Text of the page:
About the institutional type



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{The institution defines its purposes and establishes educational objectives aligned with its purposes and character. It has a clear and conscious sense of its essential values and character, its distinctive elements, its place in the higher education community, and its relationship to society at large. Through its purposes and educational objectives, the institution dedicates itself to higher learning, the search for truth, and the dissemination of knowledge. The institution functions with integrity and autonomy.}



General Comments Regarding the Standard
The University of California, Riverside, is one of ten campuses of the University of California, generally recognized as the preeminent public university system in the world. UCR admitted its first undergraduate students in 1954 and was declared a general campus (offering undergraduate and graduate programs) by act of The Regents in 1959. The campus was first accredited by WASC in 1956. The Carnegie Classification of Institutions of Higher Education ranked UCR as "Doctoral/research university-extensive," the highest ranking. Only 3.8 percent of 3,856 institutions are so ranked.
The campus has effective policies and procedures to protect academic freedom, provide redress for grievances, and protect the integrity of its operations. It is firmly committed to enhancing its diversity and making that diversity an element of its educational process.
The campus is in the process of reviewing its educational objectives at all levels. It has strengthened its data collection and analyses to better evaluate the degree to which educational objectives are being attained.
Specific Comments Regarding the Standard

The University of California’s Mission Statement, set forth in the Academic Plan of 1974-78, is as follows [CFR1.1]:

The distinctive mission of the University is to serve society as a center of higher learning, providing long-term societal benefits through transmitting advanced knowledge, discovering new knowledge, and functioning as an active working repository of organized knowledge. That obligation, more specifically, includes undergraduate education, graduate and professional education, research, and other kinds of public service, which are shaped and bounded by the central pervasive mission of discovering and advancing knowledge.

The Riverside campus, as one of nine general campuses of the University, fulfills each of the dimensions of the University’s Mission Statement through its programs in undergraduate education, graduate and professional education, research, Cooperative Extension, University Extension, and other service efforts. Seven key goals have been established by the campus and broadly promoted by the Chancellor to focus campus efforts on various elements of the University’s Mission Statement [CFR1.1]:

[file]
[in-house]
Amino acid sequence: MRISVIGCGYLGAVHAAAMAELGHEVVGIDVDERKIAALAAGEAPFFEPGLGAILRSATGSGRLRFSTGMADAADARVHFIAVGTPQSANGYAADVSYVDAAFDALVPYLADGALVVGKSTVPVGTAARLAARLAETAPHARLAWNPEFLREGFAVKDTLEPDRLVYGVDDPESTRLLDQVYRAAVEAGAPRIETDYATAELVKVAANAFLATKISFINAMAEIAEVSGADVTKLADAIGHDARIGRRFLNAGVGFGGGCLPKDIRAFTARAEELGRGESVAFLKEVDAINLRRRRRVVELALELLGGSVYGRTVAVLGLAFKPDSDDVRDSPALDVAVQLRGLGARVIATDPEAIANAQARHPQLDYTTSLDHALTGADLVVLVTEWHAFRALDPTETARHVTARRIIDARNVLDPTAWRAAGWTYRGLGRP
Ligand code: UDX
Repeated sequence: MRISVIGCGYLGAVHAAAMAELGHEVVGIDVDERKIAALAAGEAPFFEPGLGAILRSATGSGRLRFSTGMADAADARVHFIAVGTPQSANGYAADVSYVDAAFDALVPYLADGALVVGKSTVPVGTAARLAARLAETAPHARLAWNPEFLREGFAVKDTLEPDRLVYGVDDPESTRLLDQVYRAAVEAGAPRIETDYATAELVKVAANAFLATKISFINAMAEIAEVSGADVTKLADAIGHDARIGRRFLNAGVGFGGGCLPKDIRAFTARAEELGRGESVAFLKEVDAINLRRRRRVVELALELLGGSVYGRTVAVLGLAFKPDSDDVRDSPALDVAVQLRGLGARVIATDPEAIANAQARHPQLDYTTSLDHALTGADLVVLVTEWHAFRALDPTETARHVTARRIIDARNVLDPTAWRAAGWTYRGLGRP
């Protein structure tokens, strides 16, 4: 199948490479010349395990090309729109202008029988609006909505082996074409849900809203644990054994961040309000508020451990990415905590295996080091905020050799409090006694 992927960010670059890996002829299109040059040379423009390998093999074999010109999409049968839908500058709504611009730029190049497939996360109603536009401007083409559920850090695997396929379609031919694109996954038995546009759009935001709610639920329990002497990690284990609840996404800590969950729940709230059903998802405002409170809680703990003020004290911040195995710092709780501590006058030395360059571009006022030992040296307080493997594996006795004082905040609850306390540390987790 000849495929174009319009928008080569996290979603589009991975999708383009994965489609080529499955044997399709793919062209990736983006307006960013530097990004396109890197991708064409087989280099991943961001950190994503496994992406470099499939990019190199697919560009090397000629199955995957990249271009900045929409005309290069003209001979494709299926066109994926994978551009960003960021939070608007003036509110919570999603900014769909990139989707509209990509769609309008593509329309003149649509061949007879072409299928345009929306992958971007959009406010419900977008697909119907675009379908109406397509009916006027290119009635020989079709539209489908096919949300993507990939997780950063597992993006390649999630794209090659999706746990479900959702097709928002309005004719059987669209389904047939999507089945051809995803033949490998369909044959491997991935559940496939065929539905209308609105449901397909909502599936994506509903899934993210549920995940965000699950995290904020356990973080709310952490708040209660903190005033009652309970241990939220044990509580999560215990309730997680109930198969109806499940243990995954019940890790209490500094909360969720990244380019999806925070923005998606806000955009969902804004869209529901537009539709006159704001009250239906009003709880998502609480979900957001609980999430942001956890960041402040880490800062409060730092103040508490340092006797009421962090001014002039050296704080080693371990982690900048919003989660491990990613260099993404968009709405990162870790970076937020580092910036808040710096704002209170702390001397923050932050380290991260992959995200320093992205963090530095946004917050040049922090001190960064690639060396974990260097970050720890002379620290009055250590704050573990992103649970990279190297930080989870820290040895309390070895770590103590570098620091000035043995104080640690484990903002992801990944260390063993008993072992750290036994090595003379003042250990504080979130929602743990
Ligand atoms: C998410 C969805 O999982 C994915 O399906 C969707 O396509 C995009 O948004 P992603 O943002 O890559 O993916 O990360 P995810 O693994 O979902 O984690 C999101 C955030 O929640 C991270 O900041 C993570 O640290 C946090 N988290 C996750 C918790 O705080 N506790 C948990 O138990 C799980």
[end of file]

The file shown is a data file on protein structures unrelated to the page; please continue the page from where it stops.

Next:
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1) To enhance UCR’s reputational rankings



  1. To invest in areas of strength

  2. To expand opportunities for learning and personal growth for all students, undergraduate and graduate

  3. To reshape the curriculum

  4. To diversify our faculty, staff, and graduate population

  5. To build professional schools

  6. To forge closer ties with the community

UCR has established its Principles of Community, which involve a commitment to equitable treatment of all students, faculty, and staff and creating an environment in which each person has the opportunity to grow and develop and is recognized for his or her contribution. Three objectives underlie these principles: [CFR 1.1]:

  1. We must ensure that we have an environment that nurtures the intellectual and personal growth of our students, faculty, and staff.

  2. We must ensure that our campus sets an example of respect for all people.

  3. We must ensure that our campus is a safe and welcoming environment for everyone.

The campus leadership is marked by high performance, appropriate responsibility, and accountability. The organization chart for the campus is found in the Policies and Procedures Manual. The accountability of individual divisional heads is reviewed during the annual planning and budget process, as addressed in the general discussion of Standard 4. [CFR 1.3]

The campus continues to have one of the most diverse undergraduate student bodies of any research university in the country, from the standpoint of race, ethnicity, religion, socio-economic background, and family experience with higher education. As of 2005, our percentage of minority students in the total student body (68%) was exceeded by only three public American Association of Universities (AAU) institutions, and our percentage of minority students among undergraduates (75%) exceeded the percentage of every public AAU institution. However, our percentage of minority students among graduate students (22%) was exceeded by 10 public AAU institutions, and our faculty and staff are much less diverse than our undergraduates. The campus is addressing ways of maximizing the benefits of its diverse undergraduate population and increasing the diversity of other components of the campus. The campus community (especially undergraduate students and staff) provides outreach and support activities to the diverse, surrounding community, and the diversity of the campus is a distinct asset in the process. This strong interest and focus stimulated the campus to select “Learning within a Campus Culture of Diversity” as one of its special themes for the WASC Self-Study; see Page 31 of this report for discussion of this theme. [CFR 1.1]


UCR is committed to the collection and analysis of evidence of the degree to which its educational objectives are being met at the campus level, at the college or school level, and at the level of the individual program. In the past, data collections and analyses have